Changes in nursing home ownership may cause patient-centered care to suffer, according to a study published in the Journal of Aging and Social Policy.
Maryland nursing homes were analyzed in 2012 based on whether facilities had an ownership change in 2011, and their overall care ratings were examined afterward. Twenty-two of the facilities had new ownership that year and showed significant decreases in care ratings given by residents and family members. Factors evaluated included staff members, care processes, food, residents’ rights and physical aspects of the facility.
In fact, ratings among nursing homes that changed ownership scored 0.71 points lower on resident surveys than the nursing homes that did not change hands, said study report author Lauren Campbell, of the University of Rochester Medical Center. Additionally, family members were asked whether they would recommend the nursing home to others who needed care, and those who went through new ownership changes had 8.6% fewer recommendations.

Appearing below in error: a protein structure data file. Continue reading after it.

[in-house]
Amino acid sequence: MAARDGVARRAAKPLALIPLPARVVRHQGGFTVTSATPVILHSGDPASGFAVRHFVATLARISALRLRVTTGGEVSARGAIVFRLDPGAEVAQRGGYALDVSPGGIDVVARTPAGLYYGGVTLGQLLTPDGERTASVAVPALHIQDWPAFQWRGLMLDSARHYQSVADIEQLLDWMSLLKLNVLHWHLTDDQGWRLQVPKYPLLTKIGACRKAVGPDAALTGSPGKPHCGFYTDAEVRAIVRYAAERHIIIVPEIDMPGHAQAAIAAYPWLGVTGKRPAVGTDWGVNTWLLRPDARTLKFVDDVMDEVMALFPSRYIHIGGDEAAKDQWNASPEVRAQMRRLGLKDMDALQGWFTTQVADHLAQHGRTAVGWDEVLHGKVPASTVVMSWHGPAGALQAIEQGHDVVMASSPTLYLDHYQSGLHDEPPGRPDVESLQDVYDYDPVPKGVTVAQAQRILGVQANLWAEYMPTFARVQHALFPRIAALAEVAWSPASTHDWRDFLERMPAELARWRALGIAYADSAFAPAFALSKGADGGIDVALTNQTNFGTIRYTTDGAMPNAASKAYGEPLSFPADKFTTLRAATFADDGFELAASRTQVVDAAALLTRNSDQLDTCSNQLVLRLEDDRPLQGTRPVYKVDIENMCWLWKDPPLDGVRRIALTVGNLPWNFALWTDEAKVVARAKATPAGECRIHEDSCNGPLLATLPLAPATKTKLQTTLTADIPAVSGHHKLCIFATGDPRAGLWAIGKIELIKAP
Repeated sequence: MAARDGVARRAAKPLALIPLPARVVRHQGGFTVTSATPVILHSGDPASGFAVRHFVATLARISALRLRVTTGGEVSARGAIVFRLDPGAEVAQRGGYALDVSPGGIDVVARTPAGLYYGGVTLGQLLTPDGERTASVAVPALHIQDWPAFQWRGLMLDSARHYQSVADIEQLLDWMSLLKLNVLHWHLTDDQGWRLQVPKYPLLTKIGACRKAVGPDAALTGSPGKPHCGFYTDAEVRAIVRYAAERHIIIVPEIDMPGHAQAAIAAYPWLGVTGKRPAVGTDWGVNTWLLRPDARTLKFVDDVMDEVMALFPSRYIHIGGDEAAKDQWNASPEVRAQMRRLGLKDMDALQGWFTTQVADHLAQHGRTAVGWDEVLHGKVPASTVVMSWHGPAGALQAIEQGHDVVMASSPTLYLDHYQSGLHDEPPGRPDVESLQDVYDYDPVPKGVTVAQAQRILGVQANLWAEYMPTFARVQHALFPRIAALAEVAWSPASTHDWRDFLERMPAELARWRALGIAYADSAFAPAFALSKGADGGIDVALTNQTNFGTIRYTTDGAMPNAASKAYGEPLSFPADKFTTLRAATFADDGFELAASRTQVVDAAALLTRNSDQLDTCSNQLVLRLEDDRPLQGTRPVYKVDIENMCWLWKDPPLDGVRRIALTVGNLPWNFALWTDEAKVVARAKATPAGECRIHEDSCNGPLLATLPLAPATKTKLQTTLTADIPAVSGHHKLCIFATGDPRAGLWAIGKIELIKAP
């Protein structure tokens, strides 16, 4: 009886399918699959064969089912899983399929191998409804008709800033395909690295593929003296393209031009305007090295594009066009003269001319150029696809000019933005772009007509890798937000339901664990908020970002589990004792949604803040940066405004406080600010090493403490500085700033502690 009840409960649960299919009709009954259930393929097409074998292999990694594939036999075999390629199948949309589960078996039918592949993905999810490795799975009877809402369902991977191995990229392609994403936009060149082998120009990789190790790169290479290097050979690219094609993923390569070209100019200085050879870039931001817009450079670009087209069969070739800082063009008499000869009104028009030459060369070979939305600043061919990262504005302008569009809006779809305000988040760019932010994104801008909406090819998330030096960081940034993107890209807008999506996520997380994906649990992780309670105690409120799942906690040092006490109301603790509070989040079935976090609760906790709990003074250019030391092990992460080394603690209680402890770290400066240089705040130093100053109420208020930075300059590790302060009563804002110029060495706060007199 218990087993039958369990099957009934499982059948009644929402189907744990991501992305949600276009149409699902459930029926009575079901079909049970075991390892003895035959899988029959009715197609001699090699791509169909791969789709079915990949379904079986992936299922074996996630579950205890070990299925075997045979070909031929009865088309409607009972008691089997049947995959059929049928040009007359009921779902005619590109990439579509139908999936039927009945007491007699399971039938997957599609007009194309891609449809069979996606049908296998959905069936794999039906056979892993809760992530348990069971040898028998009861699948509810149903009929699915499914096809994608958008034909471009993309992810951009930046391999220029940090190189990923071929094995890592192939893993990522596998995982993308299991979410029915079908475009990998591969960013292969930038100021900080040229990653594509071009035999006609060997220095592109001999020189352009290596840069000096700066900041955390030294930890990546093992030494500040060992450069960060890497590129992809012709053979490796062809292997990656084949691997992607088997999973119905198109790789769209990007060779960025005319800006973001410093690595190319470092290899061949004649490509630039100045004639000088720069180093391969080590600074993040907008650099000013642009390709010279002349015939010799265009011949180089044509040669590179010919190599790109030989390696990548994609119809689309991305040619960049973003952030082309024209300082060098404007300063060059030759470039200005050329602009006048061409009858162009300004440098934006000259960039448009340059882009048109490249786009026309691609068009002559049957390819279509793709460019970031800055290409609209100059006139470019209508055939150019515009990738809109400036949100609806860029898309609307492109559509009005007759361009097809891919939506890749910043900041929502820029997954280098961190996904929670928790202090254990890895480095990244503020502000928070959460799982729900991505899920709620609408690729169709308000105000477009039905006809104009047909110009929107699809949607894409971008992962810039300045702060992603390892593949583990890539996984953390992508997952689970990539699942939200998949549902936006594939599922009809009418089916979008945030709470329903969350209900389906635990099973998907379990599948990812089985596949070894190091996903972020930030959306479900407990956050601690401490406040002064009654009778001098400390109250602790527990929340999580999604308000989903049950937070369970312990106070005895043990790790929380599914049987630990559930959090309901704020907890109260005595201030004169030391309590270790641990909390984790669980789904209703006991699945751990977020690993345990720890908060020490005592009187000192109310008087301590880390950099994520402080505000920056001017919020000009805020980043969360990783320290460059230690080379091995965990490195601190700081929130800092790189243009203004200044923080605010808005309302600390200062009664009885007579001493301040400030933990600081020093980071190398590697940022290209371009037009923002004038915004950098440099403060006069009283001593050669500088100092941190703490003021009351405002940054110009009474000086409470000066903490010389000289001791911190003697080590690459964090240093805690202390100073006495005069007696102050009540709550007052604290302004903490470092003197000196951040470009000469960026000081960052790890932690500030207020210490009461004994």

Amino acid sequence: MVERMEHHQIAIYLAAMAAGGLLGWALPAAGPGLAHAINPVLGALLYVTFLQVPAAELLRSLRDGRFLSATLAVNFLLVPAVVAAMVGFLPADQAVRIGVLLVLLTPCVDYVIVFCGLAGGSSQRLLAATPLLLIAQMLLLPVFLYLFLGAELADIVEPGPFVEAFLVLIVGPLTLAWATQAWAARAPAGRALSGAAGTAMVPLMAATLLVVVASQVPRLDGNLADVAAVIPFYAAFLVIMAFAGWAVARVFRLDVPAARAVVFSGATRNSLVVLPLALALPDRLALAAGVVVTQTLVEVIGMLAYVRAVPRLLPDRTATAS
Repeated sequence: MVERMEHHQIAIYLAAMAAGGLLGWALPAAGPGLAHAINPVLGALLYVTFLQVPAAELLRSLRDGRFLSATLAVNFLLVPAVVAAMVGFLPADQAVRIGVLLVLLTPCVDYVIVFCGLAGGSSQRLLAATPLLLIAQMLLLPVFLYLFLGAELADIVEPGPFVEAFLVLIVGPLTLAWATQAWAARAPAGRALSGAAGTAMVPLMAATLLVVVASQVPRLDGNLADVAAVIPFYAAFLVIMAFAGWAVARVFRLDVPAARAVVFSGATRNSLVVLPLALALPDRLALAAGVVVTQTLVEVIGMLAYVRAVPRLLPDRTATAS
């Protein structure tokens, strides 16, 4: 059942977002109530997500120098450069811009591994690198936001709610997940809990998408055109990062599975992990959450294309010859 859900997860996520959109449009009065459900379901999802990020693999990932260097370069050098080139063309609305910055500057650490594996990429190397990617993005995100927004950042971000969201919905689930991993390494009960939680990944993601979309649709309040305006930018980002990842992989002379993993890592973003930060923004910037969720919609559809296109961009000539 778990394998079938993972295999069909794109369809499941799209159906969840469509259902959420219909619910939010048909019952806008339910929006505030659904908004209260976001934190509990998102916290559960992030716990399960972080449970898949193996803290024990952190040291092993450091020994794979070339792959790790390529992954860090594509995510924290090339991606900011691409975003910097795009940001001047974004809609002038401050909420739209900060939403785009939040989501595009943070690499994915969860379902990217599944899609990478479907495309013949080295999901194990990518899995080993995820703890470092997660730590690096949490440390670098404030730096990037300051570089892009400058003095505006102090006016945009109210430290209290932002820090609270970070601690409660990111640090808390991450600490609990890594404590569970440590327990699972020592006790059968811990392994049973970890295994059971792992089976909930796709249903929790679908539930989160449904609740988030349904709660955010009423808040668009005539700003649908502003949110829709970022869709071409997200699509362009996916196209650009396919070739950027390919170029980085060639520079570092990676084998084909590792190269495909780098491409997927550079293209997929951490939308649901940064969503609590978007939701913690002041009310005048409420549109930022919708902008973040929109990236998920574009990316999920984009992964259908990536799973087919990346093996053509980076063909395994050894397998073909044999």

“When you’re asking people about moving relatives into a nursing home, they don’t care about the facility’s pressure ulcer rate. They care about how the patient is going to feel and be taken care of,” Campbell told McKnight’s. “Although it’s [ownership change] not something we can control, nursing home managers need to implement policies for when this is happening that might help curve some of the negative effects on resident care.”